Limited liability companies (LLCs) can be owned by many different types of business entities, including living trusts. Living trusts are often established to protect the assets of an aging individual from estate taxes, as the assets of the trust are not treated as that of the owner. Limited liability companies are convenient subsidiaries of a living trust because they offer flexible taxation options.
Taxation of the LLC
An LLC with a living trust as its single owner is considered a disregarded entity for tax purposes. The disregarded entity status is a result of the default classification of single-member LLCs as sole proprietors for tax purposes. This type of entity does not file for income taxes at all. Instead, the single owner (the living trust) reports any income or losses resulting from the LLC as its own. When owned by a single living trust, the LLC entity does not pay taxes itself.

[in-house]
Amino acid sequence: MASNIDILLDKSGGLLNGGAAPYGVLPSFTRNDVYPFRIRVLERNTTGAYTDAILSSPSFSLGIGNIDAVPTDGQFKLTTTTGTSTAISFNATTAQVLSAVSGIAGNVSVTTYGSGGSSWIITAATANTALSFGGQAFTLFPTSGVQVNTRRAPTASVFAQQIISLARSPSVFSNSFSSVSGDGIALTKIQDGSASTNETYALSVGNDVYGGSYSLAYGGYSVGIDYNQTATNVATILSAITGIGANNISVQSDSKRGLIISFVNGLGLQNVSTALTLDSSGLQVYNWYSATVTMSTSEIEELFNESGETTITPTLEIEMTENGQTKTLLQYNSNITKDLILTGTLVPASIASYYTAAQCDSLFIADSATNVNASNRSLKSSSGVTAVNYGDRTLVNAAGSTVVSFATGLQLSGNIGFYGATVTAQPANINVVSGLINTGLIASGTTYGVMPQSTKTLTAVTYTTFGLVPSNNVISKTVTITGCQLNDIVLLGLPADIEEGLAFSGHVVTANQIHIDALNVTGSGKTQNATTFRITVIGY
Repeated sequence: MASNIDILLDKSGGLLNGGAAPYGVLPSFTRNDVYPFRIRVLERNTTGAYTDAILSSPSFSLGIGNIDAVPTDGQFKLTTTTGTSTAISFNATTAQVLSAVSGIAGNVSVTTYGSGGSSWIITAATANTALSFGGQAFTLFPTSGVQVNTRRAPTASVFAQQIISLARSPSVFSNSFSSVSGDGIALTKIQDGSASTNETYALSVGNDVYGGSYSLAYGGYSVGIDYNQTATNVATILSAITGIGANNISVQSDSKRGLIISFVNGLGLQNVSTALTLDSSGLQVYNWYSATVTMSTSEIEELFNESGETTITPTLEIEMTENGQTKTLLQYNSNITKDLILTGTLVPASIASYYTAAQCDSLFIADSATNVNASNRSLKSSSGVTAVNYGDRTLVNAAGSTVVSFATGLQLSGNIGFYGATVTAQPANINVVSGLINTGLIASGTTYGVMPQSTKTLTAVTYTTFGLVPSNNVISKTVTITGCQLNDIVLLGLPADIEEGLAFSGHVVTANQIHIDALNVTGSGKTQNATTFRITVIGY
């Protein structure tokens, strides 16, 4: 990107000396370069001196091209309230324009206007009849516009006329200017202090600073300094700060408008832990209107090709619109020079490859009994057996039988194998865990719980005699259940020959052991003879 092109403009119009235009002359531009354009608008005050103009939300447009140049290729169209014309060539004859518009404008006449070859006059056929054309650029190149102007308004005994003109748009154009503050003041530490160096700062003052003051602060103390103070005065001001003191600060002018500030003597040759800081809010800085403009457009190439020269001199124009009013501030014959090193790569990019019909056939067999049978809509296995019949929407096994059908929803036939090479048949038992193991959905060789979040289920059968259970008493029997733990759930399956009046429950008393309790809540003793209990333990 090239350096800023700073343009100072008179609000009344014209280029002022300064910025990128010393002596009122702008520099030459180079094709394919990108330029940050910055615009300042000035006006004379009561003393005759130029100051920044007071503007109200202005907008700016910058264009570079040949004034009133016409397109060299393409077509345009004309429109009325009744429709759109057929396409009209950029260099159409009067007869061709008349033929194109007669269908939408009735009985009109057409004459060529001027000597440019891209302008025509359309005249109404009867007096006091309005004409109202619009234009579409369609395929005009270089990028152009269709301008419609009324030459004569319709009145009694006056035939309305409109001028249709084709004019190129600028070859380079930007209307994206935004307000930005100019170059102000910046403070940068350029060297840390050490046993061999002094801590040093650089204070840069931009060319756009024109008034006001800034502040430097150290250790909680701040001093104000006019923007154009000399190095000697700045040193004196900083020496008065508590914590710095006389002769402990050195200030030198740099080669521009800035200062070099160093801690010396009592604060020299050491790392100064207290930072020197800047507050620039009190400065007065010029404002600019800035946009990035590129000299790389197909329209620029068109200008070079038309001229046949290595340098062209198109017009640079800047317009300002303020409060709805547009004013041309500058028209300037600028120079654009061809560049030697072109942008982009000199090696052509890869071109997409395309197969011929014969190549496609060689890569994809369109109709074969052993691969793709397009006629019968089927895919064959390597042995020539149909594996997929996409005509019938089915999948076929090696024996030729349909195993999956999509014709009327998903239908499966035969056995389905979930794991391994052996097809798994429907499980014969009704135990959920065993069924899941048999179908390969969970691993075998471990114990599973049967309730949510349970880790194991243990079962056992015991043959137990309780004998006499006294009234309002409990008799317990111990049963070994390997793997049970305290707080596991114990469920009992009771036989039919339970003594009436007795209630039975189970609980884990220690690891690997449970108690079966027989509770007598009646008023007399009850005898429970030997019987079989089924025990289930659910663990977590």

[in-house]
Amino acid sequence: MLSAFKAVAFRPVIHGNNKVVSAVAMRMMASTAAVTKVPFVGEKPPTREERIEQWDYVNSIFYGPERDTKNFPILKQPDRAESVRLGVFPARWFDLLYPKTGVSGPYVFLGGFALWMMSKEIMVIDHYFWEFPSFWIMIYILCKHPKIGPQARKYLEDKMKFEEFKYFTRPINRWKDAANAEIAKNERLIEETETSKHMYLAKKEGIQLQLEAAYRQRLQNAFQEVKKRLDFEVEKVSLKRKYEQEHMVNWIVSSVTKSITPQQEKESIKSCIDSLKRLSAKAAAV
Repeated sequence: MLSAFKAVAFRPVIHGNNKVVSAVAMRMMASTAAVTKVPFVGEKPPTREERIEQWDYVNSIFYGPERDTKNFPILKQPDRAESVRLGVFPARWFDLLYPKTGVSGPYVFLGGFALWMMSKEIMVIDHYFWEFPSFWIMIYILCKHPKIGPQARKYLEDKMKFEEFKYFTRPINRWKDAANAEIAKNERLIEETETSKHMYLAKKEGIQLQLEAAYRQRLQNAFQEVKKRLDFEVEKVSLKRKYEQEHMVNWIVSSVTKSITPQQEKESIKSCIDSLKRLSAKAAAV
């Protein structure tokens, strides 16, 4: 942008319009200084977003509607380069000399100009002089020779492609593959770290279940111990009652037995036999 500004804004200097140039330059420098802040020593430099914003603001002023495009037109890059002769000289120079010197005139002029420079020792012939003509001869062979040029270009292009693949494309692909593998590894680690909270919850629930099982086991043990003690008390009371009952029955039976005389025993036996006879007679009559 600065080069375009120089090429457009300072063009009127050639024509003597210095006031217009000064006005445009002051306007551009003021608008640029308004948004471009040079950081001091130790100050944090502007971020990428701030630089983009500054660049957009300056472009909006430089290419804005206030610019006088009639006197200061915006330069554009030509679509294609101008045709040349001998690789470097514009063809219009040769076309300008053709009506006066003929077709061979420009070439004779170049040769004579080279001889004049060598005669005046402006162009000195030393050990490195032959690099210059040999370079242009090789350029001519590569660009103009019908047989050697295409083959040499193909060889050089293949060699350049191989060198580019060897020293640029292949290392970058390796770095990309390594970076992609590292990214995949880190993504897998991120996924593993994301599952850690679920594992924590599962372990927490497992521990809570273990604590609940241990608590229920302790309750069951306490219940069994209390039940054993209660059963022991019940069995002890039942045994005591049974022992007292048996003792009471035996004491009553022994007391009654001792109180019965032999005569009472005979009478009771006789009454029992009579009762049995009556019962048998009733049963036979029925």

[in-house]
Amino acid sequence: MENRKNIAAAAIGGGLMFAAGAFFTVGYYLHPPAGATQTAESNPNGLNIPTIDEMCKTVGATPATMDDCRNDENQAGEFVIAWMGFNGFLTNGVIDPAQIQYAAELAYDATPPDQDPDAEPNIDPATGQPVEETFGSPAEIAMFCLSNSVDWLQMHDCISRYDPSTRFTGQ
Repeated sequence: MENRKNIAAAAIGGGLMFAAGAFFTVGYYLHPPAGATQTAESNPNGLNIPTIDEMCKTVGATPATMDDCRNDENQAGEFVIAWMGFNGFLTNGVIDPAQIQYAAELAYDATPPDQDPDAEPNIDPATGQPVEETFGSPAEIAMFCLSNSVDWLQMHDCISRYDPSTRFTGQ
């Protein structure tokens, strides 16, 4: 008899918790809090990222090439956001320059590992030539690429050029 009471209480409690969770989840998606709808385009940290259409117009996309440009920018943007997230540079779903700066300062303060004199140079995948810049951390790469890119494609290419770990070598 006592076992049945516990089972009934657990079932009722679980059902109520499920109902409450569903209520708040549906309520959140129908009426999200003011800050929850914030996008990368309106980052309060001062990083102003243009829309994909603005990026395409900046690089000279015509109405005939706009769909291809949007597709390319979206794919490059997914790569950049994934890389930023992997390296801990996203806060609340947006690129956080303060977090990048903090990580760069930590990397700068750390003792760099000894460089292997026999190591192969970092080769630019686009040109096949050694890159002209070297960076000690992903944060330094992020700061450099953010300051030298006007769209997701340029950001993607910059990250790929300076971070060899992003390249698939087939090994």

Taxation of the Living Trust
The living trust reports all income from the LLC on its tax forms. A living trust must file its federal taxes via form 1041 "U.S. Income Tax Return for Estates and Trusts." As of 2010, the IRS taxed living trusts based on the amount of their income ranging from 15 percent to a maximum of 38.6 percent.
Taxation of the Owner
Many living trusts are designed to funnel their income directly to the single owner and beneficiary. The owner must report income and losses on his personal income tax forms each year. The income from the subsidiary LLC is funneled to the trust before reaching the owner. This means the owner does not need to make any extra provisions for reporting his income from the living trust to account for the LLC.